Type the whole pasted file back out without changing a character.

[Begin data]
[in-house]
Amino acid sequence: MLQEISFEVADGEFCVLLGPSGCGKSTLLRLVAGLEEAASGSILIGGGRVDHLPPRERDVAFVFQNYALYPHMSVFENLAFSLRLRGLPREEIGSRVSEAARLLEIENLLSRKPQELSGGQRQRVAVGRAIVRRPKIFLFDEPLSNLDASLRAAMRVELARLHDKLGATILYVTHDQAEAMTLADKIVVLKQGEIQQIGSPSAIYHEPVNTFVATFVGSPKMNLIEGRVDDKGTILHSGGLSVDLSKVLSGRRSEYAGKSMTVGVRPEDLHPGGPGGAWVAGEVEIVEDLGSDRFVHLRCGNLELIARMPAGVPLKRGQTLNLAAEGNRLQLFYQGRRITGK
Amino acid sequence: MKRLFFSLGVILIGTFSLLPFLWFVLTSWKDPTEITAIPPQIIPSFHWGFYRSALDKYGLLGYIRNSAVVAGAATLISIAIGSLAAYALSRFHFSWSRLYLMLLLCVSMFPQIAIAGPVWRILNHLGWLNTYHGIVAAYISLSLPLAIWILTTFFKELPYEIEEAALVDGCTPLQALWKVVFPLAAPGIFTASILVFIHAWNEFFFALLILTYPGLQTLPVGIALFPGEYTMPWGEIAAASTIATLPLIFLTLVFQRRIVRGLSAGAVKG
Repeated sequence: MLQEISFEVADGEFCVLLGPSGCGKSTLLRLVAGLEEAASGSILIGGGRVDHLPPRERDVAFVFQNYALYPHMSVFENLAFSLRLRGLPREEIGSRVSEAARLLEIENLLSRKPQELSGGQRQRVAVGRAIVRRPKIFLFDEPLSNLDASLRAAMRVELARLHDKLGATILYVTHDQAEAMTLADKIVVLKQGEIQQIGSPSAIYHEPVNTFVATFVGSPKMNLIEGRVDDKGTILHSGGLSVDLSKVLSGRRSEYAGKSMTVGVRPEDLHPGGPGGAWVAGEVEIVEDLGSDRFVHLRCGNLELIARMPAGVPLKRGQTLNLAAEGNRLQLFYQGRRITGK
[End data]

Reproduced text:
[in-house]
Amino acid sequence: MLQEISFEVADGEFCVLLGPSGCGKSTLLRLVAGLEEAASGSILIGGGRVDHLPPRERDVAFVFQNYALYPHMSVFENLAFSLRLRGLPREEIGSRVSEAARLLEIENLLSRKPQELSGGQRQRVAVGRAIVRRPKIFLFDEPLSNLDASLRAAMRVELARLHDKLGATILYVTHDQAEAMTLADKIVVLKQGEIQQIGSPSAIYHEPVNTFVATFVGSPKMNLIEGRVDDKGTILHSGGLSVDLSKVLSGRRSEYAGKSMTVGVRPEDLHPGGPGGAWVAGEVEIVEDLGSDRFVHLRCGNLELIARMPAGVPLKRGQTLNLAAEGNRLQLFYQGRRITGK
Amino acid sequence: MKRLFFSLGVILIGTFSLLPFLWFVLTSWKDPTEITAIPPQIIPSFHWGFYRSALDKYGLLGYIRNSAVVAGAATLISIAIGSLAAYALSRFHFSWSRLYLMLLLCVSMFPQIAIAGPVWRILNHLGWLNTYHGIVAAYISLSLPLAIWILTTFFKELPYEIEEAALVDGCTPLQALWKVVFPLAAPGIFTASILVFIHAWNEFFFALLILTYPGLQTLPVGIALFPGEYTMPWGEIAAASTIATLPLIFLTLVFQRRIVRGLSAGAVKG
Repeated sequence: MLQEISFEVADGEFCVLLGPSGCGKSTLLRLVAGLEEAASGSILIGGGRVDHLPPRERDVAFVFQNYALYPHMSVFENLAFSLRLRGLPREEIGSRVSEAARLLEIENLLSRKPQELSGGQRQRVAVGRAIVRRPKIFLFDEPLSNLDASLRAAMRVELARLHDKLGATILYVTHDQAEAMTLADKIVVLKQGEIQQIGSPSAIYHEPVNTFVATFVGSPKMNLIEGRVDDKGTILHSGGLSVDLSKVLSGRRSEYAGKSMTVGVRPEDLHPGGPGGAWVAGEVEIVEDLGSDRFVHLRCGNLELIARMPAGVPLKRGQTLNLAAEGNRLQLFYQGRRITGK